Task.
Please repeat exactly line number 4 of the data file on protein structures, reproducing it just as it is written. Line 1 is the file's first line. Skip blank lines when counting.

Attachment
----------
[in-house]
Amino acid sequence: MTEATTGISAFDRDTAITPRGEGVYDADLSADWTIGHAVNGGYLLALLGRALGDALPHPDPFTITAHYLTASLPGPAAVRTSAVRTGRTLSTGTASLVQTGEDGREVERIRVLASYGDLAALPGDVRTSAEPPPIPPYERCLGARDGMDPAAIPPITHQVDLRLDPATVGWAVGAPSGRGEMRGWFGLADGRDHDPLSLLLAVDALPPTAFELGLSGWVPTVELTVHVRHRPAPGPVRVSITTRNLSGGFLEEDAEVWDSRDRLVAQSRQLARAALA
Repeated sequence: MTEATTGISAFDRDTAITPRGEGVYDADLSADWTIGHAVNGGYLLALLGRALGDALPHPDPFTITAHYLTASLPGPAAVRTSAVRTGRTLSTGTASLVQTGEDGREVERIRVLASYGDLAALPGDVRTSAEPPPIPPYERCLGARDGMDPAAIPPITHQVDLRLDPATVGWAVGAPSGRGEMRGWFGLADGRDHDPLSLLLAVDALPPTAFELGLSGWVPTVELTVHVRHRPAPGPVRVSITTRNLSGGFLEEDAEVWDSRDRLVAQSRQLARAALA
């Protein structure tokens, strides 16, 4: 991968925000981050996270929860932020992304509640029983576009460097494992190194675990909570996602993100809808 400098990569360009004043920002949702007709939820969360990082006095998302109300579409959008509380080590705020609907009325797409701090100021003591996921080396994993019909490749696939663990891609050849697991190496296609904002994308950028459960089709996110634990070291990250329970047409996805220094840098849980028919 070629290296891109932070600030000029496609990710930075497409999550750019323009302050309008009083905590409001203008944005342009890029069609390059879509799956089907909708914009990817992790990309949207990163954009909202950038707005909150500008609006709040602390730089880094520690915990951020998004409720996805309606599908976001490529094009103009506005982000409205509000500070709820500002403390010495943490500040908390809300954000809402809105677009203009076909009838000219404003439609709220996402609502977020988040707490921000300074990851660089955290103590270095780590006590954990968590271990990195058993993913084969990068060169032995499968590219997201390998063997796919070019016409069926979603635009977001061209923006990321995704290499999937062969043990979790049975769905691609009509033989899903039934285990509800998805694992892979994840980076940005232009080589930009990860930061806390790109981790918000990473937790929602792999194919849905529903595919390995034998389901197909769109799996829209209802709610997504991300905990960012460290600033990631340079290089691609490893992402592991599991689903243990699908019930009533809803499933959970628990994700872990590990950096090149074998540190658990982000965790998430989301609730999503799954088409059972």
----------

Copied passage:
């Protein structure tokens, strides 16, 4: 991968925000981050996270929860932020992304509640029983576009460097494992190194675990909570996602993100809808 400098990569360009004043920002949702007709939820969360990082006095998302109300579409959008509380080590705020609907009325797409701090100021003591996921080396994993019909490749696939663990891609050849697991190496296609904002994308950028459960089709996110634990070291990250329970047409996805220094840098849980028919 070629290296891109932070600030000029496609990710930075497409999550750019323009302050309008009083905590409001203008944005342009890029069609390059879509799956089907909708914009990817992790990309949207990163954009909202950038707005909150500008609006709040602390730089880094520690915990951020998004409720996805309606599908976001490529094009103009506005982000409205509000500070709820500002403390010495943490500040908390809300954000809402809105677009203009076909009838000219404003439609709220996402609502977020988040707490921000300074990851660089955290103590270095780590006590954990968590271990990195058993993913084969990068060169032995499968590219997201390998063997796919070019016409069926979603635009977001061209923006990321995704290499999937062969043990979790049975769905691609009509033989899903039934285990509800998805694992892979994840980076940005232009080589930009990860930061806390790109981790918000990473937790929602792999194919849905529903595919390995034998389901197909769109799996829209209802709610997504991300905990960012460290600033990631340079290089691609490893992402592991599991689903243990699908019930009533809803499933959970628990994700872990590990950096090149074998540190658990982000965790998430989301609730999503799954088409059972």